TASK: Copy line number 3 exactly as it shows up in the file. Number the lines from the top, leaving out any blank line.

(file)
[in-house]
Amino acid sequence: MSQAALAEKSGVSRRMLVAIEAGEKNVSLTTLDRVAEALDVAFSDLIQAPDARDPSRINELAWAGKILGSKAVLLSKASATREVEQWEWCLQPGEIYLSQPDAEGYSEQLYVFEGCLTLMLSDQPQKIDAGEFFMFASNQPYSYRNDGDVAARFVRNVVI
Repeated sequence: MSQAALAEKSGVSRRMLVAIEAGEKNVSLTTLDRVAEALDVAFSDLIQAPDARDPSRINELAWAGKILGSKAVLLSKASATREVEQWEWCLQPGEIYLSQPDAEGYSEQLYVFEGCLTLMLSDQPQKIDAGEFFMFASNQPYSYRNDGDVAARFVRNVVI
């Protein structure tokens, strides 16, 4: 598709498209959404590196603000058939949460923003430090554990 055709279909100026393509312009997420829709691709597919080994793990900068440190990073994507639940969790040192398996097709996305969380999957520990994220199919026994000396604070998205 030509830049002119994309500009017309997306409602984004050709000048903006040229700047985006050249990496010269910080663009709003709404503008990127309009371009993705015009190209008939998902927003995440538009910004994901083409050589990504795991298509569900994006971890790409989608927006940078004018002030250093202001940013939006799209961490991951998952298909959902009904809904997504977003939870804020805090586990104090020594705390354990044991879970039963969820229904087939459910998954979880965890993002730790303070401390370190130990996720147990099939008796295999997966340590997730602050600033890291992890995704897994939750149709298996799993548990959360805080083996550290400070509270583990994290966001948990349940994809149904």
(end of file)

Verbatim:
Repeated sequence: MSQAALAEKSGVSRRMLVAIEAGEKNVSLTTLDRVAEALDVAFSDLIQAPDARDPSRINELAWAGKILGSKAVLLSKASATREVEQWEWCLQPGEIYLSQPDAEGYSEQLYVFEGCLTLMLSDQPQKIDAGEFFMFASNQPYSYRNDGDVAARFVRNVVI